While the drop in immigration to Canada was felt across the country in 2020, early signs suggest that most provinces will see their intakes recover by the end of this year.
The coronavirus pandemic caused immigration to Canada to fall to the lowest level since 1998 last year. As a result, Canada welcomed just over 184,000 new immigrants, well short of the 341,000 newcomers it was seeking to welcome in 2020.
Canada got off to a strong start in 2020 before travel restrictions and other COVID-19 disruptions caused newcomer flows to fall beginning in March.
The decline affected each province and territory. However, immigrant settlement patterns were largely unaffected by the pandemic.
Immigration to Canada’s largest province, Ontario, fell by almost half to nearly 83,000 newcomers in 2020. Ontario’s share of all immigration to Canada remained unchanged compared to 2019, with the province welcoming 45 per cent of the country’s newcomers.
British Columbia remained the second leading province for newcomers, as it welcomed just under 30,000 immigrants, or 15 per cent of the national total.
Quebec moved into third place, ahead of Alberta, as it welcomed over 25,000 immigrants in 2020. Quebec’s share increased to 14 per cent, compared with 12 per cent the previous year. One reason for this is Quebec welcomes a higher share of family and refugee class immigrants than most provinces, and its newcomer intake under certain categories did not fall as significantly (e.g., sponsored spouses and partners) as the drop in skilled workers seen across the country.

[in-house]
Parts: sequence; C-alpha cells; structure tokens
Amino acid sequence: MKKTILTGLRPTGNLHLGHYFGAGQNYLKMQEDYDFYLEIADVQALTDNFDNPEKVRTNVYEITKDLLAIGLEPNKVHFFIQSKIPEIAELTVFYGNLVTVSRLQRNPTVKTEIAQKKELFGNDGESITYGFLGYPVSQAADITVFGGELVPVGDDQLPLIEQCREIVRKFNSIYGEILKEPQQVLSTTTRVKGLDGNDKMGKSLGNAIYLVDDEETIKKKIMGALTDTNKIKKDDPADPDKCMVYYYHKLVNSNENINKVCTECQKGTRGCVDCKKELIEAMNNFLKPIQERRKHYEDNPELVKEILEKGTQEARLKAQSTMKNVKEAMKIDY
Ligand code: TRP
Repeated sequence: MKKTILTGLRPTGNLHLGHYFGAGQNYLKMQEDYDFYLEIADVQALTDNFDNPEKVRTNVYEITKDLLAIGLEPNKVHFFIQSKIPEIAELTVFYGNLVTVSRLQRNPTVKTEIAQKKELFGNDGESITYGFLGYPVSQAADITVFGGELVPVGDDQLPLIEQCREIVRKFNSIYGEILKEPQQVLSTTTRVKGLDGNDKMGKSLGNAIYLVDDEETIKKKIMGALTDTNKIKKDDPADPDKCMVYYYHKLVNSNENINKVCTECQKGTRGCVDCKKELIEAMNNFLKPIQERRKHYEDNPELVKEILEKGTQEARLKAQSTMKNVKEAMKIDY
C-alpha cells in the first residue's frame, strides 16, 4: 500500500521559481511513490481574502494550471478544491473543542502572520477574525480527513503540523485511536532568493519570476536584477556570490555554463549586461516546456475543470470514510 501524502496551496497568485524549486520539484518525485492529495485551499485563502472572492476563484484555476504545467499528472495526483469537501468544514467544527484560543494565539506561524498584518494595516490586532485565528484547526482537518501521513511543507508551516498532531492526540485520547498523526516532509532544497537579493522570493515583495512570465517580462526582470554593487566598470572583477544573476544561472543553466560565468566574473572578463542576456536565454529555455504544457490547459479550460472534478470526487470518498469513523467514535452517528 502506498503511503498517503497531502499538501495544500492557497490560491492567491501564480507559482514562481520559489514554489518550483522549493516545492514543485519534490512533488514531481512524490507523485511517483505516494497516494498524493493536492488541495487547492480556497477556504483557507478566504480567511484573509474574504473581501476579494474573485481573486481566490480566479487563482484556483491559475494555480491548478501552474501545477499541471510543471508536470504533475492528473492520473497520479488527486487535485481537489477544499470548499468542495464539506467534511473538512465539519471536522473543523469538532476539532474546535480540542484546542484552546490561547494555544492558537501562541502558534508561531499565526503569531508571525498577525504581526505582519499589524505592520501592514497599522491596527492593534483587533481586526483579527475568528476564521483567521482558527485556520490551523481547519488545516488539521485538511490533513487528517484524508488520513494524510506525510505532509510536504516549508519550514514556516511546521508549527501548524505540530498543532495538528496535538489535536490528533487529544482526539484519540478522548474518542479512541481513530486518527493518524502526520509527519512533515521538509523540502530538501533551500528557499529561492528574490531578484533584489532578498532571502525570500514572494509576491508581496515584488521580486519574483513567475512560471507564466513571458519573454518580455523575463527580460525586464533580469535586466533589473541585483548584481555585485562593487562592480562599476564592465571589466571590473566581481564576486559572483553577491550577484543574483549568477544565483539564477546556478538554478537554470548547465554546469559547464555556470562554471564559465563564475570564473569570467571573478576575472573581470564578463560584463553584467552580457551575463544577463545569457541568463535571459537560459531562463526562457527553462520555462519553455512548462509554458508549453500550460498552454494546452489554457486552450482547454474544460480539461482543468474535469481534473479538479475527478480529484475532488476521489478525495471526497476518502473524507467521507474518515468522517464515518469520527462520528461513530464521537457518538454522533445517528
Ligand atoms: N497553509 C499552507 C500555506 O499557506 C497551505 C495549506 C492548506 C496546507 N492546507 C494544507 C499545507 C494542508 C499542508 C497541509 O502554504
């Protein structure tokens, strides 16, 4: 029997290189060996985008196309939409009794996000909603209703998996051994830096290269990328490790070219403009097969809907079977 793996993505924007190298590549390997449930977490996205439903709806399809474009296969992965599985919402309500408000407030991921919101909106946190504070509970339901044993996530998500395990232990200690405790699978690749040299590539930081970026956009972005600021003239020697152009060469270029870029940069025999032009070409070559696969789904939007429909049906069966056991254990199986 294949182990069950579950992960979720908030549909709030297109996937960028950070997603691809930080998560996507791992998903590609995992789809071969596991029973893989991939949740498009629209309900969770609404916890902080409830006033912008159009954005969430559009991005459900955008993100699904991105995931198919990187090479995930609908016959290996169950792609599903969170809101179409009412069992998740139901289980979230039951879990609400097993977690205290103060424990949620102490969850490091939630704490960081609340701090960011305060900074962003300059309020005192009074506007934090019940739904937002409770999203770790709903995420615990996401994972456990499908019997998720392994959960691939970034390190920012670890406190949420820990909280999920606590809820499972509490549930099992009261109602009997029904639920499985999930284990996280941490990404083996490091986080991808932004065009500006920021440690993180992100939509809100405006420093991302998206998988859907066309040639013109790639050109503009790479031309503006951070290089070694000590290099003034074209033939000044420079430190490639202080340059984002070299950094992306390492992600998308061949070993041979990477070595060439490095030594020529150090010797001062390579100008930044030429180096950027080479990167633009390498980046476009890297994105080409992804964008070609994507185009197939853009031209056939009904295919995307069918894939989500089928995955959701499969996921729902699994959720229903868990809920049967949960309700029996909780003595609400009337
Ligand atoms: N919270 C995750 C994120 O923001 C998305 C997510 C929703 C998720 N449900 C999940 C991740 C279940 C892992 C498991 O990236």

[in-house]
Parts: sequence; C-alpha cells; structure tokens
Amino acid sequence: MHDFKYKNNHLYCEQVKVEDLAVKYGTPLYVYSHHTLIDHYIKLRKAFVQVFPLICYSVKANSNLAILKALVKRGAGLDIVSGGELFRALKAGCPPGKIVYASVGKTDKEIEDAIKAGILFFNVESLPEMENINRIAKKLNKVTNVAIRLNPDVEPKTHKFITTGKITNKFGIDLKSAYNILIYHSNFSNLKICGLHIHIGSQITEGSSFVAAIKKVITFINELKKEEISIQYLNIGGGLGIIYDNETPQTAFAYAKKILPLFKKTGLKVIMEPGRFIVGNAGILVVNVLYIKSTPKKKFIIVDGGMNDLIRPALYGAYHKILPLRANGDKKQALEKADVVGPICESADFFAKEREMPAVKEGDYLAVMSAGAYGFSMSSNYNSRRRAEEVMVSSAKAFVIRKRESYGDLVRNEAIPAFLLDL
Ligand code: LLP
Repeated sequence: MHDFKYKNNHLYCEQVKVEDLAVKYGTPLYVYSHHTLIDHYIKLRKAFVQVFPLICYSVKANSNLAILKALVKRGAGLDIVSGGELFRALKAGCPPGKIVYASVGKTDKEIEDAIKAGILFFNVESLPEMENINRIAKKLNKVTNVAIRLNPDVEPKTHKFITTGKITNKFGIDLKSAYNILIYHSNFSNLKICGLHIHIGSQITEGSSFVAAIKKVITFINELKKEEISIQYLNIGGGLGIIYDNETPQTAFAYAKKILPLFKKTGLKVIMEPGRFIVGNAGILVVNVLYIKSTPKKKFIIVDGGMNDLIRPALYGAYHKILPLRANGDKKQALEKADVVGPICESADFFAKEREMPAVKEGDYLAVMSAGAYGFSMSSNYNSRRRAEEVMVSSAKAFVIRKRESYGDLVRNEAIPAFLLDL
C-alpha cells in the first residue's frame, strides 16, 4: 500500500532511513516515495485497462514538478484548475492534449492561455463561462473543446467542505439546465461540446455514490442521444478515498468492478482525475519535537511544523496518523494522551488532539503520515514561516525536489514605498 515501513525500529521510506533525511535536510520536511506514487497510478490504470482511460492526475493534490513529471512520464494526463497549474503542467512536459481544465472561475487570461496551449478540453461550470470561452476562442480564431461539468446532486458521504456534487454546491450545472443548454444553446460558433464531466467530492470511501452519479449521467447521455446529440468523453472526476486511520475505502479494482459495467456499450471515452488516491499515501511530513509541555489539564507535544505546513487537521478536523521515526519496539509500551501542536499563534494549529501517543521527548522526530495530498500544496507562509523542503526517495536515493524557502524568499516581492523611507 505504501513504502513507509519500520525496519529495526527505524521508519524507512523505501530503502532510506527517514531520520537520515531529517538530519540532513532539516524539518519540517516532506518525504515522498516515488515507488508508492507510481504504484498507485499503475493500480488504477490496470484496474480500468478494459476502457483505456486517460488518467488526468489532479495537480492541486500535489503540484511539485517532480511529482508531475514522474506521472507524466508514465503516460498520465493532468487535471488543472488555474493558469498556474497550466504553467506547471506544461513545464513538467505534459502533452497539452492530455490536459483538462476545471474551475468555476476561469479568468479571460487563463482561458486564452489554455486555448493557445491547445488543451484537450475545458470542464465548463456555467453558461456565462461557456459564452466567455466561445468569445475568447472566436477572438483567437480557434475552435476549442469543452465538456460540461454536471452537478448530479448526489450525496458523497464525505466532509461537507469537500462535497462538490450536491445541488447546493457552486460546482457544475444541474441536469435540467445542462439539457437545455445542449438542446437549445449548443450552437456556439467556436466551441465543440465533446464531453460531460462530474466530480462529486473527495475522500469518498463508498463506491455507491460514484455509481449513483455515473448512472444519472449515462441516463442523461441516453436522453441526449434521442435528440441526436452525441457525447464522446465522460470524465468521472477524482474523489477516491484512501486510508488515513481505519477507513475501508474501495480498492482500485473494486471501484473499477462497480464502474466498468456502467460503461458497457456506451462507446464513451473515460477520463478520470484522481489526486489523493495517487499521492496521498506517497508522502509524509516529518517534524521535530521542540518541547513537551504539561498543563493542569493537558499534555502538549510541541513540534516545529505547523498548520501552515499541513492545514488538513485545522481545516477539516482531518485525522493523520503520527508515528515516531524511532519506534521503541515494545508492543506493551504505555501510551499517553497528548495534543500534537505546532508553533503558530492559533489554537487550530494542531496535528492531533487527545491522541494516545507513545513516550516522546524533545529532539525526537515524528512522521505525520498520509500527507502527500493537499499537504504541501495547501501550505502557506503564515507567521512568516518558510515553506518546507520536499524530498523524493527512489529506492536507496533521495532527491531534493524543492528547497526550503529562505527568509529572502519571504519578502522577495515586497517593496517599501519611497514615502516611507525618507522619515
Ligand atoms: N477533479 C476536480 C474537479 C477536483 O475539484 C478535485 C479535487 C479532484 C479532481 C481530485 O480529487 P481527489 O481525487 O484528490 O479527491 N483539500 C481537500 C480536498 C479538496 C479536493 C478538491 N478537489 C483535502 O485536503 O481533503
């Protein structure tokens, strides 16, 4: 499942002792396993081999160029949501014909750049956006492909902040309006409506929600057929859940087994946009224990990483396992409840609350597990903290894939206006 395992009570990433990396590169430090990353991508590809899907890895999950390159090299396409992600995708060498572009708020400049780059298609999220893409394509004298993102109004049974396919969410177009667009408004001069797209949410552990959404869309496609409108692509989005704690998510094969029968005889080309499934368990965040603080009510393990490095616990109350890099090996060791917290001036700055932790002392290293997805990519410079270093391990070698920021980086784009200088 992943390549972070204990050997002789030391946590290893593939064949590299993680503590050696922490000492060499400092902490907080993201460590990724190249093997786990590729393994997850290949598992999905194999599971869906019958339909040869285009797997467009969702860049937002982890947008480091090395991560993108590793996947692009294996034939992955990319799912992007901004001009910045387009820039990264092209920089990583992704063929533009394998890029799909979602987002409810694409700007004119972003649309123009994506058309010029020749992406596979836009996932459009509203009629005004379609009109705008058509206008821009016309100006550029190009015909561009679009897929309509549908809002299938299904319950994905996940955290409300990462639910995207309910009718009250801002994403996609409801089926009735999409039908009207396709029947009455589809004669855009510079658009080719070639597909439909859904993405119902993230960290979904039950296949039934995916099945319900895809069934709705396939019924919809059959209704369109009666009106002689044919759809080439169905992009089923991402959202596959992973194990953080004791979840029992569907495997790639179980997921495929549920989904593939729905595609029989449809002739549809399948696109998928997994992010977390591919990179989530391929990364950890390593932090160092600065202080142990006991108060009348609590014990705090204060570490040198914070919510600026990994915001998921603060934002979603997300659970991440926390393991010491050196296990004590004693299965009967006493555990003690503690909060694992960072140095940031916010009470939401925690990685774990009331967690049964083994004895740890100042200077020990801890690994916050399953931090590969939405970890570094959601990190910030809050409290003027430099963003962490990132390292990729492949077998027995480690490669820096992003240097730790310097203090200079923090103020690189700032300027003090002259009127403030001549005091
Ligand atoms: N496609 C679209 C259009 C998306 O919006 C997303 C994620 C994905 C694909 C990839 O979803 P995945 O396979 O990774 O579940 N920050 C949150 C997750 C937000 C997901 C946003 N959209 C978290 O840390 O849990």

Alberta’s national share of newcomers fell slightly from nearly 13 per cent in 2019 to 12.4 per cent in 2020. Manitoba and Saskatchewan also saw their shares decline. Manitoba’s share fell from 5.5 per cent in 2019 to 4.7 per cent in 2020, while Saskatchewan’s fell from 4.6 per cent to 4 per cent.
The four Atlantic provinces (Nova Scotia, New Brunswick, Prince Edward Island, and Newfoundland and Labrador) also experienced a slight dip from 5.2 per cent in 2019 to 4.7 per cent in 2020.
Looking ahead: Which provinces are set to see their immigration levels recover in 2021?
In October of last year, Canada announced it would target the arrival of 401,000 immigrants in 2021. It is currently looking to transition as many temporary residents currently into the country as permanent residents. Canada took a major step towards this goal by holding a historic Express Entry draw on February 13th. Immigration, Refugees and Citizenship Canada (IRCC) invited 27,332 candidates to apply for permanent residence. All of these candidates fell under the Canadian Experience Class (CEC) and IRCC estimates 90 per cent of them currently reside in the country.
In a new interview with Bloomberg, Immigration Minister Marco Mendicino revealed that Canada welcomed 26,600 new immigrants in January. He also stated that immigration levels are nearly 10 per cent higher compared with the same time in 2020, and that Canada is 40 per cent ahead of schedule in terms of the pace it needs to maintain to achieve its 401,000 target this year.
What remains an open question is whether the recovery will be enjoyed across Canada. Express Entry is the main way that Canada welcomes skilled workers. According to IRCC’s most recent annual report on Express Entry, 92 per cent of Express Entry immigrants settle in Ontario, B.C., and Alberta.